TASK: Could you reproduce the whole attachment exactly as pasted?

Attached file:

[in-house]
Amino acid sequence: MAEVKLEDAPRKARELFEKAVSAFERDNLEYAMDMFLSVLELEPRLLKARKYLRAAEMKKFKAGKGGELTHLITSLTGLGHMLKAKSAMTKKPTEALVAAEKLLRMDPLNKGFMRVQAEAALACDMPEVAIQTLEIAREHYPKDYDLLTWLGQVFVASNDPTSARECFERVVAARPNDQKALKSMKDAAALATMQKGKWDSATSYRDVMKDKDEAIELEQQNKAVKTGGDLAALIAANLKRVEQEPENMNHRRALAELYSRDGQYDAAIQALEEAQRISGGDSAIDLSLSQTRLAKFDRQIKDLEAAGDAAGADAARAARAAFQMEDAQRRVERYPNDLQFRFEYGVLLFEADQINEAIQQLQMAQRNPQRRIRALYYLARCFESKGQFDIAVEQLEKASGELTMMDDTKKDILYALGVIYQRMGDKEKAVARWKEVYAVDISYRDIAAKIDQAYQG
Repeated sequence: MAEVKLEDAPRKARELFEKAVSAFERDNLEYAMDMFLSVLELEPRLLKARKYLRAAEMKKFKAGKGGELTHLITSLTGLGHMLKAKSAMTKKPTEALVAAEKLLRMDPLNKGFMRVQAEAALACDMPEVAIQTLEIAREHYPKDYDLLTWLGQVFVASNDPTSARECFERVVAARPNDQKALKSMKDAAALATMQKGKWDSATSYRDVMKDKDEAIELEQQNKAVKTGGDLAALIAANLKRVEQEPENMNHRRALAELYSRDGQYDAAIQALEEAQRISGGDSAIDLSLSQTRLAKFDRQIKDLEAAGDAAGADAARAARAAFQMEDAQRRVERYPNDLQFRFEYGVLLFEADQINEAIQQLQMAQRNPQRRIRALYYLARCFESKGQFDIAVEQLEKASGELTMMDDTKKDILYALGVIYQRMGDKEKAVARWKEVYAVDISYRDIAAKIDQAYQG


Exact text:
[in-house]
Amino acid sequence: MAEVKLEDAPRKARELFEKAVSAFERDNLEYAMDMFLSVLELEPRLLKARKYLRAAEMKKFKAGKGGELTHLITSLTGLGHMLKAKSAMTKKPTEALVAAEKLLRMDPLNKGFMRVQAEAALACDMPEVAIQTLEIAREHYPKDYDLLTWLGQVFVASNDPTSARECFERVVAARPNDQKALKSMKDAAALATMQKGKWDSATSYRDVMKDKDEAIELEQQNKAVKTGGDLAALIAANLKRVEQEPENMNHRRALAELYSRDGQYDAAIQALEEAQRISGGDSAIDLSLSQTRLAKFDRQIKDLEAAGDAAGADAARAARAAFQMEDAQRRVERYPNDLQFRFEYGVLLFEADQINEAIQQLQMAQRNPQRRIRALYYLARCFESKGQFDIAVEQLEKASGELTMMDDTKKDILYALGVIYQRMGDKEKAVARWKEVYAVDISYRDIAAKIDQAYQG
Repeated sequence: MAEVKLEDAPRKARELFEKAVSAFERDNLEYAMDMFLSVLELEPRLLKARKYLRAAEMKKFKAGKGGELTHLITSLTGLGHMLKAKSAMTKKPTEALVAAEKLLRMDPLNKGFMRVQAEAALACDMPEVAIQTLEIAREHYPKDYDLLTWLGQVFVASNDPTSARECFERVVAARPNDQKALKSMKDAAALATMQKGKWDSATSYRDVMKDKDEAIELEQQNKAVKTGGDLAALIAANLKRVEQEPENMNHRRALAELYSRDGQYDAAIQALEEAQRISGGDSAIDLSLSQTRLAKFDRQIKDLEAAGDAAGADAARAARAAFQMEDAQRRVERYPNDLQFRFEYGVLLFEADQINEAIQQLQMAQRNPQRRIRALYYLARCFESKGQFDIAVEQLEKASGELTMMDDTKKDILYALGVIYQRMGDKEKAVARWKEVYAVDISYRDIAAKIDQAYQG